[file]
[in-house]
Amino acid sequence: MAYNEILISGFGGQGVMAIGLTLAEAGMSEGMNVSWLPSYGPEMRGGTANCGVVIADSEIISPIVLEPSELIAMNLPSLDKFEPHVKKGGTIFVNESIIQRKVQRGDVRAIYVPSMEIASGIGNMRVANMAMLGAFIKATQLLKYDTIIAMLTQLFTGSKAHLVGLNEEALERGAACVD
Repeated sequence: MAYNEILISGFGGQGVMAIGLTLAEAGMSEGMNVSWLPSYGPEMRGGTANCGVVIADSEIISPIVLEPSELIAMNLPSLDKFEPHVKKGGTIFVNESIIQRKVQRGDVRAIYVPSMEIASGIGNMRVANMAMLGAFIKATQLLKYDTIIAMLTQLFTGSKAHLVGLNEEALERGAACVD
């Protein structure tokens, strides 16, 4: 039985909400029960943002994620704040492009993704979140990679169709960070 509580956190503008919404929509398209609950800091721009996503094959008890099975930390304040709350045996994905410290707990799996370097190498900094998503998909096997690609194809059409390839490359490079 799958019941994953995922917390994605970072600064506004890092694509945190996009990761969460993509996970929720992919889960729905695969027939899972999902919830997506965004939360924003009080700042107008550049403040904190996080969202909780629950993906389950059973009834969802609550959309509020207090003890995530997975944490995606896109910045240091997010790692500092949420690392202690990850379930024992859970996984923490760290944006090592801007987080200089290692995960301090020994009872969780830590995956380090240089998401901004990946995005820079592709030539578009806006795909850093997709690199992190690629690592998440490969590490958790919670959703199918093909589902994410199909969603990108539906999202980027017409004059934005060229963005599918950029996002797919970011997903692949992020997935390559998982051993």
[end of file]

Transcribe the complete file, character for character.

[in-house]
Amino acid sequence: MAYNEILISGFGGQGVMAIGLTLAEAGMSEGMNVSWLPSYGPEMRGGTANCGVVIADSEIISPIVLEPSELIAMNLPSLDKFEPHVKKGGTIFVNESIIQRKVQRGDVRAIYVPSMEIASGIGNMRVANMAMLGAFIKATQLLKYDTIIAMLTQLFTGSKAHLVGLNEEALERGAACVD
Repeated sequence: MAYNEILISGFGGQGVMAIGLTLAEAGMSEGMNVSWLPSYGPEMRGGTANCGVVIADSEIISPIVLEPSELIAMNLPSLDKFEPHVKKGGTIFVNESIIQRKVQRGDVRAIYVPSMEIASGIGNMRVANMAMLGAFIKATQLLKYDTIIAMLTQLFTGSKAHLVGLNEEALERGAACVD
């Protein structure tokens, strides 16, 4: 039985909400029960943002994620704040492009993704979140990679169709960070 509580956190503008919404929509398209609950800091721009996503094959008890099975930390304040709350045996994905410290707990799996370097190498900094998503998909096997690609194809059409390839490359490079 799958019941994953995922917390994605970072600064506004890092694509945190996009990761969460993509996970929720992919889960729905695969027939899972999902919830997506965004939360924003009080700042107008550049403040904190996080969202909780629950993906389950059973009834969802609550959309509020207090003890995530997975944490995606896109910045240091997010790692500092949420690392202690990850379930024992859970996984923490760290944006090592801007987080200089290692995960301090020994009872969780830590995956380090240089998401901004990946995005820079592709030539578009806006795909850093997709690199992190690629690592998440490969590490958790919670959703199918093909589902994410199909969603990108539906999202980027017409004059934005060229963005599918950029996002797919970011997903692949992020997935390559998982051993």